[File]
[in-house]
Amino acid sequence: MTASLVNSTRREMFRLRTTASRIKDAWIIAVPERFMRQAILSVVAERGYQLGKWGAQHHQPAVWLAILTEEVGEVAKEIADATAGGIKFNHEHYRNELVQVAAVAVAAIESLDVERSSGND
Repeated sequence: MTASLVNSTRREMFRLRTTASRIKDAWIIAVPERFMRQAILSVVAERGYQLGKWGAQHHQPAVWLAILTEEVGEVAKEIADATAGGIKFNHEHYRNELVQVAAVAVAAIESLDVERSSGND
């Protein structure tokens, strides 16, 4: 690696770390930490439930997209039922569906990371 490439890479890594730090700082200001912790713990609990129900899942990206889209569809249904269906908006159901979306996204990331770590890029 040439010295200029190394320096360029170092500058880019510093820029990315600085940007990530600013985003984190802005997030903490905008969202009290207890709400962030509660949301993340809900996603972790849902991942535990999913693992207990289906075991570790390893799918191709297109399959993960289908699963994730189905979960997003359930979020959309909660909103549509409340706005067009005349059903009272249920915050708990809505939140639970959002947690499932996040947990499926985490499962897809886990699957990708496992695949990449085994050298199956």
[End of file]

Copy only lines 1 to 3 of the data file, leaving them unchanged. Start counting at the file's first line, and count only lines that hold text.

[in-house]
Amino acid sequence: MTASLVNSTRREMFRLRTTASRIKDAWIIAVPERFMRQAILSVVAERGYQLGKWGAQHHQPAVWLAILTEEVGEVAKEIADATAGGIKFNHEHYRNELVQVAAVAVAAIESLDVERSSGND
Repeated sequence: MTASLVNSTRREMFRLRTTASRIKDAWIIAVPERFMRQAILSVVAERGYQLGKWGAQHHQPAVWLAILTEEVGEVAKEIADATAGGIKFNHEHYRNELVQVAAVAVAAIESLDVERSSGND